TREASURY INSPECTOR GENERAL FOR TAX ADMINISTRATION
Office of Audit
INDIAN TRIBAL NONCOMPLIANCE WITH THE BANK SECRECY ACT IS EFFECTIVELY IDENTIFIED AND ADDRESSED, BUT IMPROVEMENTS CAN BE MADE
Issued on August 29, 2008
Highlights of Report Number: 2008-10-140 to the Internal Revenue Service Commissioners for the Small Business/Self-Employed Division and the Tax Exempt and Government Entities Division.
IMPACT ON TAXPAYERS
The Bank Secrecy Act requires certain businesses to submit reports of large‑dollar cash transactions for use by law enforcement agencies in identifying terrorist funding, money laundering, and other illegal activity. The Internal Revenue Service (IRS) is effective at identifying and addressing Bank Secrecy Act noncompliance in the $25 billion per year Indian tribal gaming industry. However, improvements could further assure that tribal noncompliance can be addressed through enforcement action to deter future criminal activities and identify Indian tribes with the highest risk of noncompliance.
WHY TIGTA DID THE AUDIT
IRS examinations have regularly encountered weak internal control practices on the part of nontaxable entities, including Indian tribal casinos. These weaknesses can result in tribal casinos being used as accommodating parties to enable money laundering to occur because tribal entities, as sovereign governments, are not required to file income tax returns to report income. The Financial Crimes Enforcement Network has overall authority for enforcement of the Bank Secrecy Act and recently reported that Bank Secrecy Act documents were used to trace millions of dollars of organized crime-controlled sports-betting proceeds through casinos. TIGTA conducted the audit to determine whether the IRS effectively identified and addressed Indian tribal entities that are potentially not compliant with the Bank Secrecy Act.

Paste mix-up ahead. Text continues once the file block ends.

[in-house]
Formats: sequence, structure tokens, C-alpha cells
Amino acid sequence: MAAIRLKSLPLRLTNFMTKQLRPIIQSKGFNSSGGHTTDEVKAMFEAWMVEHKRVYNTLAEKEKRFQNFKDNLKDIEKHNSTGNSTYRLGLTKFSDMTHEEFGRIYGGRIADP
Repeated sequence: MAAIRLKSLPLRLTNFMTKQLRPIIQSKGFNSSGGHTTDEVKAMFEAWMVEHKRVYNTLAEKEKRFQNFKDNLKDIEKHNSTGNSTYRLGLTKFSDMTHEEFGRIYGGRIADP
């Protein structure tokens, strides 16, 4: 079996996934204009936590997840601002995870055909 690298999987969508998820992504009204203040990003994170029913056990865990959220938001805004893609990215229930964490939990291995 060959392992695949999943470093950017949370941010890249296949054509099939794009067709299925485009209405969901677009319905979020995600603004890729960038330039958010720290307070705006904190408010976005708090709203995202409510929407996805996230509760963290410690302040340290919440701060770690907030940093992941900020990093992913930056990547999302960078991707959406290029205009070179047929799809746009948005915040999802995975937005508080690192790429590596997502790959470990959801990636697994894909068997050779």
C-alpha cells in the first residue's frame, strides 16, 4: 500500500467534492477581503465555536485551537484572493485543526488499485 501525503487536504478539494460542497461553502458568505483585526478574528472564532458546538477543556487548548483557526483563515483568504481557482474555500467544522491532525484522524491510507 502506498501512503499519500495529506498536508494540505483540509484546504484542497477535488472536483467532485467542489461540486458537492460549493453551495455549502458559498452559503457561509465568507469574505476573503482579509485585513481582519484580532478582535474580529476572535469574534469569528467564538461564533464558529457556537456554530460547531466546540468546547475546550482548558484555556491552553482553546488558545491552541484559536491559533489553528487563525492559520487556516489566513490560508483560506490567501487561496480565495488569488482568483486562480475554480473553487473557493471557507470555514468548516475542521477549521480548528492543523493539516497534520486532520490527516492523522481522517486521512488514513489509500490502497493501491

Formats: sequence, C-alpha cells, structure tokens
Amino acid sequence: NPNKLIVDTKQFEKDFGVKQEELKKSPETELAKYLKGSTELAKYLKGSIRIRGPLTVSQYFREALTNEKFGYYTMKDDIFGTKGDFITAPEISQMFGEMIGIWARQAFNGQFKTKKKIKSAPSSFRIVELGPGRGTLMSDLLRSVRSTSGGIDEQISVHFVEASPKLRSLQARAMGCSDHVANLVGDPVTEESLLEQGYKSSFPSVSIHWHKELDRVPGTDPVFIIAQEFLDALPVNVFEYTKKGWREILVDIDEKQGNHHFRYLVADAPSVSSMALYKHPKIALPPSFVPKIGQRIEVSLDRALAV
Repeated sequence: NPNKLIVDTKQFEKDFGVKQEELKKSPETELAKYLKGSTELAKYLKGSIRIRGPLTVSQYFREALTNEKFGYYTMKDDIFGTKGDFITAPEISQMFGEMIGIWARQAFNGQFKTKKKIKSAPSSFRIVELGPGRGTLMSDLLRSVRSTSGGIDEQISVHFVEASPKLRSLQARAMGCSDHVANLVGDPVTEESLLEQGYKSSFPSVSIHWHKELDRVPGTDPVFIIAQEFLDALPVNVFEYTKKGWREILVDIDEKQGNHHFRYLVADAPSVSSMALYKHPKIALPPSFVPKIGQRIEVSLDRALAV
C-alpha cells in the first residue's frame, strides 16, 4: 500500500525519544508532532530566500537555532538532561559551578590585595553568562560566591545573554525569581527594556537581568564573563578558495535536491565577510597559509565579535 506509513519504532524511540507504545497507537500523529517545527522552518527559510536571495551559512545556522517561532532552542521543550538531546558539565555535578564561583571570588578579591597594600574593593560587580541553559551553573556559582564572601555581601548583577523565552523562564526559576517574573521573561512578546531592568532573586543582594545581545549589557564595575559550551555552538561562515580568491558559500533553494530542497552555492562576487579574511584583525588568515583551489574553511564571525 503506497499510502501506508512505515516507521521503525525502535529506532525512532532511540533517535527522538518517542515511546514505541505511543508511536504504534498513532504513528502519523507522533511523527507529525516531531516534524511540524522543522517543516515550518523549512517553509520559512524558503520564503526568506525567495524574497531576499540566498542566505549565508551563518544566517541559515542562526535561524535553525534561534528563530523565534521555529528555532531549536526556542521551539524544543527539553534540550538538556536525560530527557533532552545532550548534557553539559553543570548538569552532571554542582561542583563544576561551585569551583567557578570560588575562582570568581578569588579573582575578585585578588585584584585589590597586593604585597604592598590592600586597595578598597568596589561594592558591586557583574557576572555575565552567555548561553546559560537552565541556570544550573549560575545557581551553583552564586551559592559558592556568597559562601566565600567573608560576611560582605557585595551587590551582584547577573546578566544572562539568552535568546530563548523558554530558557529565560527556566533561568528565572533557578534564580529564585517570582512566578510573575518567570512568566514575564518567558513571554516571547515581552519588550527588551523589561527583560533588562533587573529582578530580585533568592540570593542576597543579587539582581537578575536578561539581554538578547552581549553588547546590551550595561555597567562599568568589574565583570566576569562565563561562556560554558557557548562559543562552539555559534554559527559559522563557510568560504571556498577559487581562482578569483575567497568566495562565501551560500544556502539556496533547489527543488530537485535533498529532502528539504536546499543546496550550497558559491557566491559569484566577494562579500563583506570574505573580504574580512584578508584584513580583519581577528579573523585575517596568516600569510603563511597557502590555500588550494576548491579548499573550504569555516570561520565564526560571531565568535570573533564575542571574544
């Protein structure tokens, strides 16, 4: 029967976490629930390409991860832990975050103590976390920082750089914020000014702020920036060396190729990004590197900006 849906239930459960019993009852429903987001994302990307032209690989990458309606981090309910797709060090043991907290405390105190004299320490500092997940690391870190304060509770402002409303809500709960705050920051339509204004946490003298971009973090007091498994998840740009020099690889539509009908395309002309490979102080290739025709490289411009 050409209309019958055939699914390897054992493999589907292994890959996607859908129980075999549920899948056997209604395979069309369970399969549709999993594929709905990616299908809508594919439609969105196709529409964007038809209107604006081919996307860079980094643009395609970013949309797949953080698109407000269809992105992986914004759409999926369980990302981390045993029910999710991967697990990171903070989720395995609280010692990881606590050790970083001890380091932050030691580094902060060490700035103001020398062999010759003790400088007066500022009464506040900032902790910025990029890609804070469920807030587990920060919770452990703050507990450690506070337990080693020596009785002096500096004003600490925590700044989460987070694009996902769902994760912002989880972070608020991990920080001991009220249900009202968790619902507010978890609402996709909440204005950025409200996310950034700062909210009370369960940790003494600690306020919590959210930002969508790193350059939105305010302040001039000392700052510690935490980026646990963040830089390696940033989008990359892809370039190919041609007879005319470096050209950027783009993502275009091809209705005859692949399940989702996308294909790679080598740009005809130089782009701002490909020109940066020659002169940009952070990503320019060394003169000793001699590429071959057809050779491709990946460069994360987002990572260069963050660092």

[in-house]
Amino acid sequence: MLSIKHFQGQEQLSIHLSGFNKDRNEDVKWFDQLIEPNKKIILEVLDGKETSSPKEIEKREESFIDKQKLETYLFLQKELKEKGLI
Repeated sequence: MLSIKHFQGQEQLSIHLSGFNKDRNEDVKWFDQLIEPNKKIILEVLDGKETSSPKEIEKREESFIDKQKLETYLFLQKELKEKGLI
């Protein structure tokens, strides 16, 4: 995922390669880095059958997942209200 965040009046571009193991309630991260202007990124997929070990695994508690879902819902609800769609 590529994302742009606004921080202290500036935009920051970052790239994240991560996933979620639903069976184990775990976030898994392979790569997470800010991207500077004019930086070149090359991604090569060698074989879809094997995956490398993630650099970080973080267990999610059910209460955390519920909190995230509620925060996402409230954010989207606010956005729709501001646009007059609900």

WHAT TIGTA FOUND
The IRS has been effective in identifying and addressing Indian tribal entities that are not compliant with the Bank Secrecy Act. The IRS corrects indications of noncompliance by providing increased educational contacts, pursuing unfiled information reports during educational contacts and examinations, and referring cases with willful noncompliance for development and prosecution. Cases not accepted for further development and prosecution can be forwarded to the Financial Crimes Enforcement Network for potential penalty assessment when appropriate. Examinations of all 286 tribal entities required to comply with the Bank Secrecy Act have not been performed. However, the IRS had identified noncompliance in 34 (97 percent) of the 35 closed examinations TIGTA reviewed.
Improvements could further assure that tribal noncompliance can be detected and acted upon. For example:
1. Entities are primarily selected for examination from a prioritized list based on a risk analysis. Feedback on the effectiveness of the risk analysis is infrequently provided and only addresses individual cases. Further feedback was limited because the database used to record the population of tribal entities required to comply with the Bank Secrecy Act and data on Bank Secrecy Act examinations contained incomplete and inaccurate information.
2. There is no structured feedback process requiring the Fraud/Bank Secrecy Act function to advise the Indian Tribal Governments office as to why entities were selected for examination or to provide the actual results of examinations. Sharing this information could help the IRS improve the risk assessment process to focus on issues with greater impact.
WHAT TIGTA RECOMMENDED
TIGTA recommended that the Director, Fraud/Bank Secrecy Act, ensure that 1) the Fraud/Bank Secrecy Act database is complete and accurate, and 2) feedback is provided to the Indian Tribal Governments office about why Indian tribal entities were selected for examination and instances when a case is closed without an examination.
In their response to the report, IRS management agreed with the recommendations and provided planned actions to address them.
READ THE FULL REPORT
To view the report, including the scope, methodology, and full IRS response, go to:
Email Address: firstname.lastname@example.org
Phone Number: 202-622-6500
Web Site: http://www.tigta.gov